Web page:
Al Nisbet cartoonist—fishing for an angle

Cartoonist Al Nisbet happy fossicking for a feed

There’s a sense of the nomadic in him— wanderlust—a desire to explore or perhaps an inability to sit still. The foundation may have been laid at age six when his family emigrated from Scotland to the warmer climes of Australia; a month on a ship and endless hours at the stern watching the wake change the colour of the sea like a magic wand had a profound impact. Al Nisbet loosely attributes that experience to his enduring love of boats, the sea and fishing.

However, Australia proved too hot so the family uprooted again and, at the age of 11, Al found himself in a time warp; Christchurch with its cold drizzly days and austere architecture drew him into the pages of 1940s England and promoted his desire to explore New Zealand, albeit anchored to the Garden City by family, eventually work and, ultimately, a family of his own. When time permitted, he rambled about the country, drawn to places because of his love of scenery and always with a rod in hand.

This restless spirit was also a prerequisite for becoming a cartoonist, an innate ability refined from years doodling and creating comic strips as a kid. In the early 80s he met Bill Paynter, political cartoonist and commercial artist for the Press, who took him under his wing and into the fold of the Christchurch newspaper’s advertising and art department. He learned layout in the days of meticulous cut and paste— pre-computer graphics—and illustrating by hand, but couldn’t put the ‘doodling’ completely to bed; Al cartooned in his spare time and submitted works for publication and, in doing so, developed broad shoulders and the ability to weather rejection.

“When I finally got a cartoon in print, it was such a buzz—addictive— something that never really goes away!”

Nisbet was hooked.

Al with a solid Kaikoura rig

While the stint at the Press ultimately lasted until 2018, the were interludes. The wanderlust and growing love of diving and fishing saw him move to Nelson where he lived in a van ‘up the Maitai’ for a year. He worked for a time for Wellington Newspapers in the Art Department but a spate of domestic burglaries convinced him the South Island contained better ‘brood stock’.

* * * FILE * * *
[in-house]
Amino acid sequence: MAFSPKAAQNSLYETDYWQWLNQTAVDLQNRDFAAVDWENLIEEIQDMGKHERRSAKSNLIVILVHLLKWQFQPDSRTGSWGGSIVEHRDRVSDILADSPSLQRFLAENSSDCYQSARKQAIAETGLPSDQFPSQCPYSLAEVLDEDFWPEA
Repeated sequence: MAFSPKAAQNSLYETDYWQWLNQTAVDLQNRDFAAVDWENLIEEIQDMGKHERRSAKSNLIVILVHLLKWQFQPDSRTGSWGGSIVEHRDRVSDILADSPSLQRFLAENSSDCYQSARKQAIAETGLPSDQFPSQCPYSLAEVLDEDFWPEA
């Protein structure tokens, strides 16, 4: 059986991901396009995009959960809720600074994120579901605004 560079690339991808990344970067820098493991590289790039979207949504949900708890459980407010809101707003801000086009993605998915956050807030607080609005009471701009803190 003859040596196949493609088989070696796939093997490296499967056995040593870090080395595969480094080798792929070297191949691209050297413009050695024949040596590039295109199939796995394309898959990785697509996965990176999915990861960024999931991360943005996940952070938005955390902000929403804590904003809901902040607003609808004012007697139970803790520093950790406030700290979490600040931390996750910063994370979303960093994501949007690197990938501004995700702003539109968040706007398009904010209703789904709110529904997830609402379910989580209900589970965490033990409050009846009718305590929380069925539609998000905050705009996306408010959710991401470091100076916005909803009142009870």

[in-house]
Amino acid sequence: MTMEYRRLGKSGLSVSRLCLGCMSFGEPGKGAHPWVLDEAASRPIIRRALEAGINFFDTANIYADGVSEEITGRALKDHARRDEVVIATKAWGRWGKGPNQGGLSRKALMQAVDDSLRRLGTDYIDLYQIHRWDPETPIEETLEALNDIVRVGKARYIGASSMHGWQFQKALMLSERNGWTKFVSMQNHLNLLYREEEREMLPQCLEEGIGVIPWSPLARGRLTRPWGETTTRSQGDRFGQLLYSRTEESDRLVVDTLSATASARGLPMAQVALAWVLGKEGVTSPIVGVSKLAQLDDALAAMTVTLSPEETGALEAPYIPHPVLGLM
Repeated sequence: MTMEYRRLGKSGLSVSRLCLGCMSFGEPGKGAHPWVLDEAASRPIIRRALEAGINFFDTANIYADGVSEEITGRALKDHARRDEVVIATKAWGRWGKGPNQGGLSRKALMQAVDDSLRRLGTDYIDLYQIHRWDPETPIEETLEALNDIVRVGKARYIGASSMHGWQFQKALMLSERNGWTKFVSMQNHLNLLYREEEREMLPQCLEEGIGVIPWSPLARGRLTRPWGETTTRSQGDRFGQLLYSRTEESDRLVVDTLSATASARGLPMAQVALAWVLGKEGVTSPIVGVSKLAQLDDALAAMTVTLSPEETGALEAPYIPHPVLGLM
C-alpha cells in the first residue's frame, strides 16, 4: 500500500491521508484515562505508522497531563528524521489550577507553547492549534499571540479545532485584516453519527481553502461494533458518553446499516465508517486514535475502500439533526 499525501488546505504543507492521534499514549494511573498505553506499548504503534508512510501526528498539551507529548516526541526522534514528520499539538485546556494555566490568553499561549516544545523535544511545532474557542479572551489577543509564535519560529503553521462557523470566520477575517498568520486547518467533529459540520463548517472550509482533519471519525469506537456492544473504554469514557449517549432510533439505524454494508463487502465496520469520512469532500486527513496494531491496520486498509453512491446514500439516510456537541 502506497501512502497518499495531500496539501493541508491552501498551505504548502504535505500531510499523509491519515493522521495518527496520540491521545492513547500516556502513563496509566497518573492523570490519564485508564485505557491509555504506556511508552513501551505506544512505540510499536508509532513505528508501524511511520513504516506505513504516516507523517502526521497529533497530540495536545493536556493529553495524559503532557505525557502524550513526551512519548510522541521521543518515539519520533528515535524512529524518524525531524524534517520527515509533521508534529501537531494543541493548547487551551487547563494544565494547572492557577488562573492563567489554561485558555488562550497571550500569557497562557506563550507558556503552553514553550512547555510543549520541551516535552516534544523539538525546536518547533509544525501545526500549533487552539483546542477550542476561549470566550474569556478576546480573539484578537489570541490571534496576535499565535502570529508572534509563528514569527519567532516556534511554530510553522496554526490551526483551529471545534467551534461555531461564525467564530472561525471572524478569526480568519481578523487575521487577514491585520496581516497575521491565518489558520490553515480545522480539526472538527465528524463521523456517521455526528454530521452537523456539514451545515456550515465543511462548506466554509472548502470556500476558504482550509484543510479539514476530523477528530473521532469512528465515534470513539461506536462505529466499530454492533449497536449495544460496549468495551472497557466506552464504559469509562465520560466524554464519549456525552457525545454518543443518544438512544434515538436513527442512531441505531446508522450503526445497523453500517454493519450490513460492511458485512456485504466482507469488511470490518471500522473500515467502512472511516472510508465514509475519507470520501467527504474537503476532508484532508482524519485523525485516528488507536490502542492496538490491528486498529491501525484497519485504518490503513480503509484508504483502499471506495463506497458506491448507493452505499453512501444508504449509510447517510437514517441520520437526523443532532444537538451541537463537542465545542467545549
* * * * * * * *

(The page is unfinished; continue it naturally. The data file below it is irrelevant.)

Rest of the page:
The era of Newspapers in Education played to his creative talent and he was kept busy designing pages to lure kids into reading newspapers. While there was some educational merit to the concept, he says it was more about increasing circulation and selling more papers. His cartooning skills provided the connectivity between the kids and current events.

As a cartoonist he was driven; he always wanted to improve, to create a cartoon better than the last one.

He says his best cartoons are the contentious ones; the ones that should never have been published but were. He loves the art of finding the angle, of thinking ‘outside the media and tackling what people think but are too scared to say.

“I like pushing the envelope!”

Nisbet says his best ideas often come over a beer.

“They just pop into your head and then you have to wrestle them and tie them down so they don’t escape.”

Other cartoons have to be pried out of thin air.

“Usually it’s a sense of outrage or annoyance that sparks an idea,” he says. “Then the gloves come off.”

Ironically it’s his edginess that backfired on him; in 2018 he was finally squeezed out of the Press ‘because his cartoons upset too many people’—welcome to the Woke PC era— so he took redundancy, cashed in his Super and trundled off to Kaikoura where he built a house with his partner Carol.

The place suits him.

“I love free-diving now, and fishing—I just love stooging out there in my little boat and grabbing a feed or two.”

Interestingly it’s not the big catches that create indelible memories for Al.

When his kids were young, he had two in the boat and they spotted a large fin cruising South Bay Kaikoura, so they followed it. Ultimately, another fin appeared. And then another beside that. Then one behind us and another to one side. Suddenly the ocean exploded with breeching orca, including a mother with a pup the size of a small car, and we were in the middle,” he chuckled. “The kids were excited and scared witless at the same time!”

It’s what you see’ while fishing that create memories.

Now a freelance cartoonist, he does a weekly cartoon for the Kaikoura Star, illustrations for a few mags and caricatures for private clients through his website:

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